Not Just a Few Are Called, But Everyone – Joseph Beuys
This interview with Georg Jappe was translated by John Wheelwright; first Published in Studio International, vol. 184, no. 950, London, December 1972.
JB: Things start with answers to questions . . . But since there have been these large classes I don’t carry on individual conversations – in a desperate situation like that private conversations aren’t so effective – so everyone can learn something from every correction. That way each student learns from others’ problems as well as his own.
GJ: Is that a sort of group therapy?
JB: Yes. Private problems, too – with some exceptions – are publicly discussed. It is part of group therapy that people should put their private hang-ups into words, and the questions that have mounted up and whatever anyone has on their mind. Sometimes it is really like a special school for the handicapped, developing the most primitive forms; the students bring up the most diverse things, out of the sculpture, painting and drawing fields. I have no fixed teaching plan. Everyone must build upon the basis of his own aim and then express it in a question so that something is cleared up. To begin with I refuse any pre-ordained theme; everyone must put his own theme forward. Then the conversation about how this fits in with theoretical principles begins. […] I don’t believe that an art school, which should stress new artistic concepts, should lay emphasis on fixed places to work in the school. That sort of thinking is tied up with the idea of art as a craft, with the work-bench and the drawing-table. The need for that is only now felt by a few – and those who want a place to work can still have it – because the majority is striving for movement and sees the school as a meeting-point. Discussions can arise spontaneously there, though some are also announced beforehand, on questions the students themselves have brought up, for example the question of space, or the difference between concrete plastic art and sculpture.
GJ: What does that distinction mean?
JB: It is often maintained that in my class everything is conceptual or political. But I put great value on something coming out of it that is sensuously accessible according to the broad principles of the theory of recognition. [. . .] Thought and speech should be seen as plastic in the same way that a sculptor sees a plastic object. My main interest here is to begin with speech and to let the materialization follow as a composite of thought and action. The most important thing to me is that man, by virtue of his products, has experience of how he can contribute to the whole and not only produce articles but become a sculptor or architect of the whole social organism. The future social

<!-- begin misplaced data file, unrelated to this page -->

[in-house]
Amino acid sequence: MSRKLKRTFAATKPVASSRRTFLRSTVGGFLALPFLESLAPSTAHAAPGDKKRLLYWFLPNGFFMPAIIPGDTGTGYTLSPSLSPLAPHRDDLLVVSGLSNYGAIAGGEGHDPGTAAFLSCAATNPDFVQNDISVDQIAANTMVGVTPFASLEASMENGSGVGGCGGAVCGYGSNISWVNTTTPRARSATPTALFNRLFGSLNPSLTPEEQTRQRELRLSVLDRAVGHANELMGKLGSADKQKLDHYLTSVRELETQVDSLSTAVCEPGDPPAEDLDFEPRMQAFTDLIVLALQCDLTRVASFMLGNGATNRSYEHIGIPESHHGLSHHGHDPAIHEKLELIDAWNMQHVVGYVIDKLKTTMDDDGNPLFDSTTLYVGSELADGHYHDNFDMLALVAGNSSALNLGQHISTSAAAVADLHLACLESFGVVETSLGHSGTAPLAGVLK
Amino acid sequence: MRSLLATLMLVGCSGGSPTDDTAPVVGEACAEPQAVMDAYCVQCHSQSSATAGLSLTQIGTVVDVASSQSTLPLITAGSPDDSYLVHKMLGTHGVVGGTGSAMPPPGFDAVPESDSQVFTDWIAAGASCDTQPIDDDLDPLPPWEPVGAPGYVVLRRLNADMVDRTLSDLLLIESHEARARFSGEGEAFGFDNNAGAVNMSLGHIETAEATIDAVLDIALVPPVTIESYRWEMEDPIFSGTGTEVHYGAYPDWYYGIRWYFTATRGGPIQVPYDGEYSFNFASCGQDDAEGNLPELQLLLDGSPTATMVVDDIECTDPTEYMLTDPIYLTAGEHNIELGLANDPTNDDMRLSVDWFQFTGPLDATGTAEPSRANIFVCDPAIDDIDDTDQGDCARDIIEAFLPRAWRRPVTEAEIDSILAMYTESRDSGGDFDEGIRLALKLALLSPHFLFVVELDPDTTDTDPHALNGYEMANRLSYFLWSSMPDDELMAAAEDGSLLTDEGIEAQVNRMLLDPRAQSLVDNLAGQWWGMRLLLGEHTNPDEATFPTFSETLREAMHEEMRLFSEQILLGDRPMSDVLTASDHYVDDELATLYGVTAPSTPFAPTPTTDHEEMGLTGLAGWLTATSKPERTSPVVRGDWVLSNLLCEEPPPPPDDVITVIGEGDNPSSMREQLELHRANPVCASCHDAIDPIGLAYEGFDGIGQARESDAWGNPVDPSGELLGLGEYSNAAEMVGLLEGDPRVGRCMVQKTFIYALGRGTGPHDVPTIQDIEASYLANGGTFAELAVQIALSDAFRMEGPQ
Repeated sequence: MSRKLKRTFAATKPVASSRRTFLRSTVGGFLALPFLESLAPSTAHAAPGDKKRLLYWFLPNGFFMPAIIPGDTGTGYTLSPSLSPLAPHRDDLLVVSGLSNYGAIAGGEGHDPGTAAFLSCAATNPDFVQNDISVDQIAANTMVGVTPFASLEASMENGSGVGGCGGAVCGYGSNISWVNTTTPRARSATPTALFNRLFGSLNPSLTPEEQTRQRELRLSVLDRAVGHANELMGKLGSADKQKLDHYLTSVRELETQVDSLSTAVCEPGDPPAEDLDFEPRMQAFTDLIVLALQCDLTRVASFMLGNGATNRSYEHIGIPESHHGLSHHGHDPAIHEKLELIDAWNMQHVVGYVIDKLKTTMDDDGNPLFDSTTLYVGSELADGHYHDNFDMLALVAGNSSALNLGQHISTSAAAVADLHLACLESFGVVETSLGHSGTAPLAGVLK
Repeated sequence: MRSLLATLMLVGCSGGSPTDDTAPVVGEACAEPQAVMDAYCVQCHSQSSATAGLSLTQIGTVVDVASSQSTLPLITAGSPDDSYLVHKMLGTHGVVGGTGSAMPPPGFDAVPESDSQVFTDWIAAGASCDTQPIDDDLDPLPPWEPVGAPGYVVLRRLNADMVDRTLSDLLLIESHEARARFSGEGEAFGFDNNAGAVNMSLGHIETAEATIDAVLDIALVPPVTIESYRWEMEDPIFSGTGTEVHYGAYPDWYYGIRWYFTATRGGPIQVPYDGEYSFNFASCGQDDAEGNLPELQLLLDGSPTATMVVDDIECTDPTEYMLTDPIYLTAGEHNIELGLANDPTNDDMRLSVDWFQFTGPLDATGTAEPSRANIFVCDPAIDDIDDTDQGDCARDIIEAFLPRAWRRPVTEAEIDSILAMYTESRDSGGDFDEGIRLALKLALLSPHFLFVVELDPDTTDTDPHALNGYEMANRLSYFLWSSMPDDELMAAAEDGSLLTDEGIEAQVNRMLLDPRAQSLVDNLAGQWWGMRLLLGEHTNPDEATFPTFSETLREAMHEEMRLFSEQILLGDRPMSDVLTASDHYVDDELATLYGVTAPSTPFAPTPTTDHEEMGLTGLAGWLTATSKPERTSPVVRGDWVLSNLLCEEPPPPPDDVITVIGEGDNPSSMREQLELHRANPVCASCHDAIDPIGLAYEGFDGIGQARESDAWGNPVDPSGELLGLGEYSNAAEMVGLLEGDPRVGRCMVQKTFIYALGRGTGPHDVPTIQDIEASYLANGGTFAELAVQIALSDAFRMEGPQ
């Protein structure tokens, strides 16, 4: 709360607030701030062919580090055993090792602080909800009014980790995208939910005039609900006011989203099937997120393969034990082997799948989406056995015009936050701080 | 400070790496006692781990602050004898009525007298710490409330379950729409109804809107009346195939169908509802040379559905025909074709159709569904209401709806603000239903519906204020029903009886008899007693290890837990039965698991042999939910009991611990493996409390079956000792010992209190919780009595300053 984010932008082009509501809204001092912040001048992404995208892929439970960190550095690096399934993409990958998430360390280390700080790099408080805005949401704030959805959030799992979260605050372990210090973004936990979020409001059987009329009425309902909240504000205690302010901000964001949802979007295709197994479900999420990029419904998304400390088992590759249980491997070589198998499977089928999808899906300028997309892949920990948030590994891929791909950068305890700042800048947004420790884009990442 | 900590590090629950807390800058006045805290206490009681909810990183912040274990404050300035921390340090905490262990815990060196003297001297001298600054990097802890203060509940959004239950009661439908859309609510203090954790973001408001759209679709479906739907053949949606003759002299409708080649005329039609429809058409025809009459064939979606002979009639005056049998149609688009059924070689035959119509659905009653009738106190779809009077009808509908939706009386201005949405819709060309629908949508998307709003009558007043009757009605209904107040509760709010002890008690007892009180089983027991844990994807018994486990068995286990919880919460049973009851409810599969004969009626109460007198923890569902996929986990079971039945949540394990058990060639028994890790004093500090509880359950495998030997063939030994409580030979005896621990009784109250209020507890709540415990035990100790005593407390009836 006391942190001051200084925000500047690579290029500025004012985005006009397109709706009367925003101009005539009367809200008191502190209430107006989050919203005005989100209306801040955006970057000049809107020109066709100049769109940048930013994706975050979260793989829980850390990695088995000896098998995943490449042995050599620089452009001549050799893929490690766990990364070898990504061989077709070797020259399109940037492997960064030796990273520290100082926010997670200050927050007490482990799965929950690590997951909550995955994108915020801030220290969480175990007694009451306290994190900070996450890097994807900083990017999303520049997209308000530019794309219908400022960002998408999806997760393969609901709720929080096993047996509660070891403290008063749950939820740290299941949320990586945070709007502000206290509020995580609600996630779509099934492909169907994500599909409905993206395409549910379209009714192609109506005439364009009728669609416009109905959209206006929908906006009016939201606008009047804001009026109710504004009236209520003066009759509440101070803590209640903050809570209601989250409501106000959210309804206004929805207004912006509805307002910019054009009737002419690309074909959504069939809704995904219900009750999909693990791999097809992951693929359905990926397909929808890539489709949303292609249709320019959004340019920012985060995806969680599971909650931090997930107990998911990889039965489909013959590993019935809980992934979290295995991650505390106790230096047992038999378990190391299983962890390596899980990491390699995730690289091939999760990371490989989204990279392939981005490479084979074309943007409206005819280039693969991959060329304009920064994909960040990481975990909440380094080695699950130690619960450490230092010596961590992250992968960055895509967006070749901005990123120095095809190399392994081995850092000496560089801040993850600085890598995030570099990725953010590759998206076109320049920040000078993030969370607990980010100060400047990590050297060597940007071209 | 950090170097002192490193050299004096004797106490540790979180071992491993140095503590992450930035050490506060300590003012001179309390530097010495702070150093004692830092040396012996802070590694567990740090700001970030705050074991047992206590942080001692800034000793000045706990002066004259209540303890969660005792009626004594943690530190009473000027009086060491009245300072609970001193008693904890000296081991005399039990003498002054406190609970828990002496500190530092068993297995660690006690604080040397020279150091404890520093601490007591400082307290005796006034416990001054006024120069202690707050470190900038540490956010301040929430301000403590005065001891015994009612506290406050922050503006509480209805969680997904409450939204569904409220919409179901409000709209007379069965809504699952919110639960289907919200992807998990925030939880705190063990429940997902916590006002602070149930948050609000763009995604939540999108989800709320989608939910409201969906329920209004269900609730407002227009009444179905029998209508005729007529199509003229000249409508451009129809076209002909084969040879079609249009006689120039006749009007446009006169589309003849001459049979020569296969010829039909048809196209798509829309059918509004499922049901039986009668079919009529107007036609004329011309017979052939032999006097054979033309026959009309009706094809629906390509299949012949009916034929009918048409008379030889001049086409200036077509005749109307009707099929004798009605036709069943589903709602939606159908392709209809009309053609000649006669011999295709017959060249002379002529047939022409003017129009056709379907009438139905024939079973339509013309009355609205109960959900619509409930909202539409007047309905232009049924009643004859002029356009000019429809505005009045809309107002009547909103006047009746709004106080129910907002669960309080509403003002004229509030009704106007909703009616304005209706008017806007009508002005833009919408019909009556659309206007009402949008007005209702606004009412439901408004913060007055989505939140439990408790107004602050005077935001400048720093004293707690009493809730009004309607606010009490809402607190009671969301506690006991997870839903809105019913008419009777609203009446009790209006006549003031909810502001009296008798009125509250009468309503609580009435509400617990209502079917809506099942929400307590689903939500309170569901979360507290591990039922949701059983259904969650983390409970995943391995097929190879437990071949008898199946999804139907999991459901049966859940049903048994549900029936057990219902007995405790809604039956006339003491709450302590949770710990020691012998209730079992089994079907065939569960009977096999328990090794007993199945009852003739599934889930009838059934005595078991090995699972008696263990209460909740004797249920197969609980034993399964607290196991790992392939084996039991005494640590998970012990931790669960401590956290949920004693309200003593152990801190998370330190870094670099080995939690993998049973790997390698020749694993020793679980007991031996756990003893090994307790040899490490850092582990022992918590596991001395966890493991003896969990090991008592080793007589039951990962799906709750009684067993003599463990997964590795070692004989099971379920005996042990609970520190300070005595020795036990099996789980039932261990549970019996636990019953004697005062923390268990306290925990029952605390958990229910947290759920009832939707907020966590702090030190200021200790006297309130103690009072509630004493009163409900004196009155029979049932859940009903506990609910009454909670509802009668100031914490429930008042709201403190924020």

VIIb Attitudes to Form 891
order will take its shape from compatibility with the theoretical principles of art. Just as a relief must be unravelled and must come to life – because plasticity feels ill, as I say to my pupils in such cases – so must the organization of society. My concept of organization is an artistic one insofar as it must come to fruition according to the laws of organisms and in organic form. And that is what concrete plastic art does. Sculpture is more abstract, geometrical, a matter of assembly; concrete plastic art fulfils itself in elemental organic ways, like animals developing, like blood working its way through the veins or the moving water of a river. [. . .] Art can be learned, though a certain talent is a prerequisite, but hard work is part of the process. Art comes from intelligence, one must have something to say, but on the other side, that of capability, one must be able to express it. And then sense of proportion, of mass, of form, and feel for symmetry. Of course this is subjective, but no judgements can possibly be made outside the terms of reference of the subject. Scientific objectivity cannot stretch to objective judgements about art. Objective judgements on art are not directly rationa-lizable, but they are expressible; for example, it may be that in a work overloaded with content no overall formal coherence emerges. The pouring into form of streams of emotion that has not been thought out, the psychedelic belches that well up without being reflected upon and without being touched by the polarizing influence of form, these are a form of illness, a sort of cancerous psychical tumour. Then one goes on to the therapy: don’t take what boils up inside you so seriously, grasp something real outside, so that everything doesn’t stick in a state of chaos. [. . .]